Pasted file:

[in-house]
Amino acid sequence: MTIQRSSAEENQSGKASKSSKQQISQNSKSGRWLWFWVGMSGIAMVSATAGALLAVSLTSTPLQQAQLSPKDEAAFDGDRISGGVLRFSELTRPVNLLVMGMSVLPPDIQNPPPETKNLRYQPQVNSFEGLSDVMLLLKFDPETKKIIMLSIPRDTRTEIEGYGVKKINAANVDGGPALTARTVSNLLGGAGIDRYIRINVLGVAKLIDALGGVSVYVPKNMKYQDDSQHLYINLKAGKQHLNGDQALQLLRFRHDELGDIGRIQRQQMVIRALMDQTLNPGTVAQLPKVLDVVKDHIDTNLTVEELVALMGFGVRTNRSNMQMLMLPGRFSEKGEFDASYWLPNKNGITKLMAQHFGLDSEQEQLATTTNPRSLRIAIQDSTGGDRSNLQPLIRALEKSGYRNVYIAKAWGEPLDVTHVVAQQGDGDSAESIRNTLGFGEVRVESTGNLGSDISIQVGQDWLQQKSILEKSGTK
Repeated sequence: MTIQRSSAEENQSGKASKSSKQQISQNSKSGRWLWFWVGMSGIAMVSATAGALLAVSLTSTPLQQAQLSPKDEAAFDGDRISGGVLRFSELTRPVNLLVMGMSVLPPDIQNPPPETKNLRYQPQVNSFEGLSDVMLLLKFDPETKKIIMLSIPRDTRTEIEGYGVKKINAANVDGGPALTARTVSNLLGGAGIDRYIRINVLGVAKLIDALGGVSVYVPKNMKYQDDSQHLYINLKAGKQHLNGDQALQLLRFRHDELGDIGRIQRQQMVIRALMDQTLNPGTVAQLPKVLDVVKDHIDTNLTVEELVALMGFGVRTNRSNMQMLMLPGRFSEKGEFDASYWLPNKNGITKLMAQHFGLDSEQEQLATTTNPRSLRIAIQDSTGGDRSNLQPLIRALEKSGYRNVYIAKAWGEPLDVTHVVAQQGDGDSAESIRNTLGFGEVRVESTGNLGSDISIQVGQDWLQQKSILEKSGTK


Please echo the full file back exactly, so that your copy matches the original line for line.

[in-house]
Amino acid sequence: MTIQRSSAEENQSGKASKSSKQQISQNSKSGRWLWFWVGMSGIAMVSATAGALLAVSLTSTPLQQAQLSPKDEAAFDGDRISGGVLRFSELTRPVNLLVMGMSVLPPDIQNPPPETKNLRYQPQVNSFEGLSDVMLLLKFDPETKKIIMLSIPRDTRTEIEGYGVKKINAANVDGGPALTARTVSNLLGGAGIDRYIRINVLGVAKLIDALGGVSVYVPKNMKYQDDSQHLYINLKAGKQHLNGDQALQLLRFRHDELGDIGRIQRQQMVIRALMDQTLNPGTVAQLPKVLDVVKDHIDTNLTVEELVALMGFGVRTNRSNMQMLMLPGRFSEKGEFDASYWLPNKNGITKLMAQHFGLDSEQEQLATTTNPRSLRIAIQDSTGGDRSNLQPLIRALEKSGYRNVYIAKAWGEPLDVTHVVAQQGDGDSAESIRNTLGFGEVRVESTGNLGSDISIQVGQDWLQQKSILEKSGTK
Repeated sequence: MTIQRSSAEENQSGKASKSSKQQISQNSKSGRWLWFWVGMSGIAMVSATAGALLAVSLTSTPLQQAQLSPKDEAAFDGDRISGGVLRFSELTRPVNLLVMGMSVLPPDIQNPPPETKNLRYQPQVNSFEGLSDVMLLLKFDPETKKIIMLSIPRDTRTEIEGYGVKKINAANVDGGPALTARTVSNLLGGAGIDRYIRINVLGVAKLIDALGGVSVYVPKNMKYQDDSQHLYINLKAGKQHLNGDQALQLLRFRHDELGDIGRIQRQQMVIRALMDQTLNPGTVAQLPKVLDVVKDHIDTNLTVEELVALMGFGVRTNRSNMQMLMLPGRFSEKGEFDASYWLPNKNGITKLMAQHFGLDSEQEQLATTTNPRSLRIAIQDSTGGDRSNLQPLIRALEKSGYRNVYIAKAWGEPLDVTHVVAQQGDGDSAESIRNTLGFGEVRVESTGNLGSDISIQVGQDWLQQKSILEKSGTK